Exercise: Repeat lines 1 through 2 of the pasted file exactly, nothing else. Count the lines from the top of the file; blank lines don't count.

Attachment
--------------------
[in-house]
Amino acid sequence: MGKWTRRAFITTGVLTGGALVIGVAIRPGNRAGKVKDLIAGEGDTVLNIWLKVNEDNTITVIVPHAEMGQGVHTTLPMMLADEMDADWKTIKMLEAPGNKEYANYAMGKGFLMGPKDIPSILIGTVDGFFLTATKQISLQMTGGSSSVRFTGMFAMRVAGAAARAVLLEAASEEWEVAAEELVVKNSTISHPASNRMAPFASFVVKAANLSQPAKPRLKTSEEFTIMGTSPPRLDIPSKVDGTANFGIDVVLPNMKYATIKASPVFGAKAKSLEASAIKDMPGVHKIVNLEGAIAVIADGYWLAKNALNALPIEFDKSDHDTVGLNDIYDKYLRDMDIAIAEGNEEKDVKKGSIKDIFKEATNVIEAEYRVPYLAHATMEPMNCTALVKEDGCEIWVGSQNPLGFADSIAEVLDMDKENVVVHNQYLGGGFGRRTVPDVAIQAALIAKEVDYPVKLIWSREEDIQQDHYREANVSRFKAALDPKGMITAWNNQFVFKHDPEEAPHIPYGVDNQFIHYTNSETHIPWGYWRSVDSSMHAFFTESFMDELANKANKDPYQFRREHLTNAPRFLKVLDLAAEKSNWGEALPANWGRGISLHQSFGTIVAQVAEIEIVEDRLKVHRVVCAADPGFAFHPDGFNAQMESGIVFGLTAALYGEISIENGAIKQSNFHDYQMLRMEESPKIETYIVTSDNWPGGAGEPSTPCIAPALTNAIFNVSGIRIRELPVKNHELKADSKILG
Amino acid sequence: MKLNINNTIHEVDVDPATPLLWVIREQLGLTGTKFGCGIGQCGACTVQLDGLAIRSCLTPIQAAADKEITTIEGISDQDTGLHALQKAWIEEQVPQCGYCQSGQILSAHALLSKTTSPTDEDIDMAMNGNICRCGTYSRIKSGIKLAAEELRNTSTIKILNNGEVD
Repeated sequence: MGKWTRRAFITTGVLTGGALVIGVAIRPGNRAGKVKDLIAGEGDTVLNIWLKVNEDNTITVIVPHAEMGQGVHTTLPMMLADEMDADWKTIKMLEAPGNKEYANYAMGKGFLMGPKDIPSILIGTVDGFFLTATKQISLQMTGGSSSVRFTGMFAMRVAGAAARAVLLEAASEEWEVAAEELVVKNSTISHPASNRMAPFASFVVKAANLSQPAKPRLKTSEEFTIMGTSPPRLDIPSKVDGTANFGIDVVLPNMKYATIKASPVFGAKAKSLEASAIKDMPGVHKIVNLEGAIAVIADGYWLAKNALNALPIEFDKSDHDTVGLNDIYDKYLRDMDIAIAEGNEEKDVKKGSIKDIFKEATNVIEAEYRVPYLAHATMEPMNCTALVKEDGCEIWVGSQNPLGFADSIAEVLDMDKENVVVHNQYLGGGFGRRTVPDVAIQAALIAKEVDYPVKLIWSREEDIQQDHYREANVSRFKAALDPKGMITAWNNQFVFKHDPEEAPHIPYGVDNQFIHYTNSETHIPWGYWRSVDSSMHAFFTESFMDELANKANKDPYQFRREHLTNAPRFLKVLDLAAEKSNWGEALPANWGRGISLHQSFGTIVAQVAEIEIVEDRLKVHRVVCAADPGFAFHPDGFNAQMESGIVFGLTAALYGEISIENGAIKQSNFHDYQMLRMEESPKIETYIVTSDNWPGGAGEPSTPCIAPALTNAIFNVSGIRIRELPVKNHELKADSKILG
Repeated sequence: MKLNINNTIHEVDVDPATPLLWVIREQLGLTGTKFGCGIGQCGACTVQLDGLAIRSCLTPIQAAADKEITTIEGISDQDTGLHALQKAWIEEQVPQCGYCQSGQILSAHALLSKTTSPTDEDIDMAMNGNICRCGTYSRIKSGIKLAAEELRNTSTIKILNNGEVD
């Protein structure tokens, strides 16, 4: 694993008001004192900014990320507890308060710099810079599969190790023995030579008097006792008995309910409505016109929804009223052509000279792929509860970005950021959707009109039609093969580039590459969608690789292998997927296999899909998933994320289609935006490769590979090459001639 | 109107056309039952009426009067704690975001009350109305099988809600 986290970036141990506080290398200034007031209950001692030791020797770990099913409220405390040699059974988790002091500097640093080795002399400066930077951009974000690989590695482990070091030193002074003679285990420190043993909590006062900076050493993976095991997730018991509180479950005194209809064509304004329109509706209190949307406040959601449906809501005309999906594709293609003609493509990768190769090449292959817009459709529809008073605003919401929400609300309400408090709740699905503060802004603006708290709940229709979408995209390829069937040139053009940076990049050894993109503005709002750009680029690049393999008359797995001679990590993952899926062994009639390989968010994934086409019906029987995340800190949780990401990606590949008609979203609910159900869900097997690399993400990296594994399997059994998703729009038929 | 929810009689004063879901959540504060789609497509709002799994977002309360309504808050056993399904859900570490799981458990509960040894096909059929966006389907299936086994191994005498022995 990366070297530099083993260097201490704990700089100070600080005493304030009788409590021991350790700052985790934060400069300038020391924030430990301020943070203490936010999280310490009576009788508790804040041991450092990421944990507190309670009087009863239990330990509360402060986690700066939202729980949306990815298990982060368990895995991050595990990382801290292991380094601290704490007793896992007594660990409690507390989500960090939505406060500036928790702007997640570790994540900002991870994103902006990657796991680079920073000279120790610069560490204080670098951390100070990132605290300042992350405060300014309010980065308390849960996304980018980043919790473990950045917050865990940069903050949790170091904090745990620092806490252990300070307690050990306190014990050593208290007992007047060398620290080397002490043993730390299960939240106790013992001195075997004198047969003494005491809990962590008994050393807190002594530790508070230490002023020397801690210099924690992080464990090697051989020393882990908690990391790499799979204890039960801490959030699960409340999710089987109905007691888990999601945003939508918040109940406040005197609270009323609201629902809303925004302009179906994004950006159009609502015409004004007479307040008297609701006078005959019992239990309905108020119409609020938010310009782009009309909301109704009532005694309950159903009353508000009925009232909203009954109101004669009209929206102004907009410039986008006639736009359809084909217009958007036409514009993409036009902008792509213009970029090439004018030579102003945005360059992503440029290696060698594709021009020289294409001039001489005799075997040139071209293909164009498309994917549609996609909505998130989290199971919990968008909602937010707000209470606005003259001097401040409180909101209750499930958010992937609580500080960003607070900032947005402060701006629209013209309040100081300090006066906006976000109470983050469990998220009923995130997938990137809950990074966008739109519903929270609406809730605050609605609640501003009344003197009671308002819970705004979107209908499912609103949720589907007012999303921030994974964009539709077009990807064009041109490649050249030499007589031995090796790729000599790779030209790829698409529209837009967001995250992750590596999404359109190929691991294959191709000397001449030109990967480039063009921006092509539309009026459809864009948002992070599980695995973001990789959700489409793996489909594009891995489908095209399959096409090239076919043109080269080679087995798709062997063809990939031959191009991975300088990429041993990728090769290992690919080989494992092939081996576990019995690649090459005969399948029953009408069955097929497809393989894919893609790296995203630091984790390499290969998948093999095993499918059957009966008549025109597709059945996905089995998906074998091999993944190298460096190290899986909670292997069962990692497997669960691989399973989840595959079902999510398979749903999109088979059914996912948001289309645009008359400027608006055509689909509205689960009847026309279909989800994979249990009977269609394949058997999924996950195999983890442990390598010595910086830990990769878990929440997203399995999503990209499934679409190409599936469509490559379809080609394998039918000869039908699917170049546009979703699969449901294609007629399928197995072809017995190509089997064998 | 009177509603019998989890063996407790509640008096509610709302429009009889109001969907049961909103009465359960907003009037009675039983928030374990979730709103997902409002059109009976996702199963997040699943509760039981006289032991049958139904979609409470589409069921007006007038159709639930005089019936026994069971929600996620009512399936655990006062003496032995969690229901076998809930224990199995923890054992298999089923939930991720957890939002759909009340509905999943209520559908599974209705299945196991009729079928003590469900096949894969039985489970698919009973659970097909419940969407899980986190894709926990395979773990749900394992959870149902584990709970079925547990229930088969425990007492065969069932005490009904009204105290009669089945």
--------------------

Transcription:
[in-house]
Amino acid sequence: MGKWTRRAFITTGVLTGGALVIGVAIRPGNRAGKVKDLIAGEGDTVLNIWLKVNEDNTITVIVPHAEMGQGVHTTLPMMLADEMDADWKTIKMLEAPGNKEYANYAMGKGFLMGPKDIPSILIGTVDGFFLTATKQISLQMTGGSSSVRFTGMFAMRVAGAAARAVLLEAASEEWEVAAEELVVKNSTISHPASNRMAPFASFVVKAANLSQPAKPRLKTSEEFTIMGTSPPRLDIPSKVDGTANFGIDVVLPNMKYATIKASPVFGAKAKSLEASAIKDMPGVHKIVNLEGAIAVIADGYWLAKNALNALPIEFDKSDHDTVGLNDIYDKYLRDMDIAIAEGNEEKDVKKGSIKDIFKEATNVIEAEYRVPYLAHATMEPMNCTALVKEDGCEIWVGSQNPLGFADSIAEVLDMDKENVVVHNQYLGGGFGRRTVPDVAIQAALIAKEVDYPVKLIWSREEDIQQDHYREANVSRFKAALDPKGMITAWNNQFVFKHDPEEAPHIPYGVDNQFIHYTNSETHIPWGYWRSVDSSMHAFFTESFMDELANKANKDPYQFRREHLTNAPRFLKVLDLAAEKSNWGEALPANWGRGISLHQSFGTIVAQVAEIEIVEDRLKVHRVVCAADPGFAFHPDGFNAQMESGIVFGLTAALYGEISIENGAIKQSNFHDYQMLRMEESPKIETYIVTSDNWPGGAGEPSTPCIAPALTNAIFNVSGIRIRELPVKNHELKADSKILG